5. Sub-section (6) of this section enacts as follows :-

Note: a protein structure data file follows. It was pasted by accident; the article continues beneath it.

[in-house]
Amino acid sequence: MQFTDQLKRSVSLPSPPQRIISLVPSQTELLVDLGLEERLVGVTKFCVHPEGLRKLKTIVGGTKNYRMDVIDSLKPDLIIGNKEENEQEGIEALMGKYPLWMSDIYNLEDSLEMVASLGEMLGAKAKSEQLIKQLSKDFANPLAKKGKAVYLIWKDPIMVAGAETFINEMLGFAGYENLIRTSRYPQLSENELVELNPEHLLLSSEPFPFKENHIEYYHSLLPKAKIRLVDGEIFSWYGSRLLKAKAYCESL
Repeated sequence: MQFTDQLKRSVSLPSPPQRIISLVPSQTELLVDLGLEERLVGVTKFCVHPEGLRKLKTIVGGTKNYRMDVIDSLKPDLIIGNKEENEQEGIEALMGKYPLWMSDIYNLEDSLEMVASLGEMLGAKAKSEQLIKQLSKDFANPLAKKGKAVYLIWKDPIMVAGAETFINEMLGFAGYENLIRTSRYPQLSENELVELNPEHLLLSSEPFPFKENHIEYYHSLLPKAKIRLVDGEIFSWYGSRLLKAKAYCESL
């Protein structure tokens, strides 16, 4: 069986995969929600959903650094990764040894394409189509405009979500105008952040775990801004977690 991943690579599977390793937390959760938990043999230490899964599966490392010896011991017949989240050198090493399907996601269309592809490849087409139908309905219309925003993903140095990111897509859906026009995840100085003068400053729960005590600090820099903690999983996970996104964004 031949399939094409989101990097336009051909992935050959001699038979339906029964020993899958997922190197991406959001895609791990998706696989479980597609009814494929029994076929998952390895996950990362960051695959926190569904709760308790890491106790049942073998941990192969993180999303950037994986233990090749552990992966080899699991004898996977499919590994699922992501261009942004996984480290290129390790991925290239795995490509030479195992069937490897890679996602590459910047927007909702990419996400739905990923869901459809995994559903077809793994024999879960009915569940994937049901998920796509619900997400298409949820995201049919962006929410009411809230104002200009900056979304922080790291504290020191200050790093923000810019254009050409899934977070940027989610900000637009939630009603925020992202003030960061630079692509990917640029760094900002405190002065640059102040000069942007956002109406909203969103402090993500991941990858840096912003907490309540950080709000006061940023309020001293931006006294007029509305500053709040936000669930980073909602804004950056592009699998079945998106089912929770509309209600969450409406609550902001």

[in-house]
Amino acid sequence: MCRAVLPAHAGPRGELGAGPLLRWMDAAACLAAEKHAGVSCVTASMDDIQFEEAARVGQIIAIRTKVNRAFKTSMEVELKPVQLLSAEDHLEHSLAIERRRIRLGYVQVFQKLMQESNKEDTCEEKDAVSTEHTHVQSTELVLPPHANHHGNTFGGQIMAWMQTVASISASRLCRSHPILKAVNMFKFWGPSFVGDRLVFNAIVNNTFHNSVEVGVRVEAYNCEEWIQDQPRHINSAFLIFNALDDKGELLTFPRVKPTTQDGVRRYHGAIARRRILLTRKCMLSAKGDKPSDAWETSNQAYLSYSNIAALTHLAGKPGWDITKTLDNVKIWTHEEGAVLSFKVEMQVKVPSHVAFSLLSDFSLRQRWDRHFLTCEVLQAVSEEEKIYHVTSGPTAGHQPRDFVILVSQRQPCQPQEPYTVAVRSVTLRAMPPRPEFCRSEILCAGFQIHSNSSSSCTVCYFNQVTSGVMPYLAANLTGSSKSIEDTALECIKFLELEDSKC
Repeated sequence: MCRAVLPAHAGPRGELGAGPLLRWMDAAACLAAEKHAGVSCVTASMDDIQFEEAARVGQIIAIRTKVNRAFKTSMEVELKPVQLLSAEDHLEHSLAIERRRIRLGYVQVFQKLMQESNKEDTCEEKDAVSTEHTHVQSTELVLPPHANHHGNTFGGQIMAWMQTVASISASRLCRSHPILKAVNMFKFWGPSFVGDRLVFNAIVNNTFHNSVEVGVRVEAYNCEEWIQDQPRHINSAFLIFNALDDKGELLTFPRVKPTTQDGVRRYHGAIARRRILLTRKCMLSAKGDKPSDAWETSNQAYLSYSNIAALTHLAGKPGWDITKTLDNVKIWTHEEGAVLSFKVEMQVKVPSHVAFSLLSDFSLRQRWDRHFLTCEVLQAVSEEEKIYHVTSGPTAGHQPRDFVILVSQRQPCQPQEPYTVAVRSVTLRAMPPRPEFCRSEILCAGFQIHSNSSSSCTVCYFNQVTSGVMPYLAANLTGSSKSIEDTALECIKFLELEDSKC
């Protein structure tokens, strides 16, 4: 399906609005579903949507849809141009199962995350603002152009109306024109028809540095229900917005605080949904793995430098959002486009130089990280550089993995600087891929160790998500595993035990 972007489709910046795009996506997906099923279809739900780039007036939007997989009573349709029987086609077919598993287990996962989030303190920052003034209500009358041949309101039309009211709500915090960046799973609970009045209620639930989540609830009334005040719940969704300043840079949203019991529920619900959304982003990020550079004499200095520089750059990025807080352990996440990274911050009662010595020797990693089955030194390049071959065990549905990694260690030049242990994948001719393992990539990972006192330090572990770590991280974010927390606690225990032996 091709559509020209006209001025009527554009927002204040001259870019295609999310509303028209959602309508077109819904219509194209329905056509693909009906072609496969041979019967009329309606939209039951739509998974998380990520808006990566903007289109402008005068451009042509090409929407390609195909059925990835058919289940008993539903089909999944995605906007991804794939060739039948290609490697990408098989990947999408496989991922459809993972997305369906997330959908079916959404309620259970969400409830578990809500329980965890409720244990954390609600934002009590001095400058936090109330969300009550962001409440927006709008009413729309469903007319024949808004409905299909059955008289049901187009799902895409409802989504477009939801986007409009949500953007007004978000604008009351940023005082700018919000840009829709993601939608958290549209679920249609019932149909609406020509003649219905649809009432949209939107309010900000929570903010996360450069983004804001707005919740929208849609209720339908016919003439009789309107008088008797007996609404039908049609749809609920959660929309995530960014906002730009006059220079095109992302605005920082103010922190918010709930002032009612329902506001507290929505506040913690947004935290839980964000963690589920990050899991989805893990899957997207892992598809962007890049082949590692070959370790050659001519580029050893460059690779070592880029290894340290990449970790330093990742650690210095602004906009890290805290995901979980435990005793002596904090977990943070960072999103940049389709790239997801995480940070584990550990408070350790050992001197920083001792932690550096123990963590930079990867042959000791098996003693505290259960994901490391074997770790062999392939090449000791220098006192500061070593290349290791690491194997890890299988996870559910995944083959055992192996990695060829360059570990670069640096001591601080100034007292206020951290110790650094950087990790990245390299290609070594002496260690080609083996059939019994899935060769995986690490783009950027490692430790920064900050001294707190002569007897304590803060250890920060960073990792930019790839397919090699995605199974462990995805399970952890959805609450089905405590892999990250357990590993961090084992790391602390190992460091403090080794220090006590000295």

'(6) No proceedings shall be taken under sections 476 to 479 inclusive for the prosecution of a person for giving or fabricating false evidence, if in respect of such a person proceedings may be taken under this section.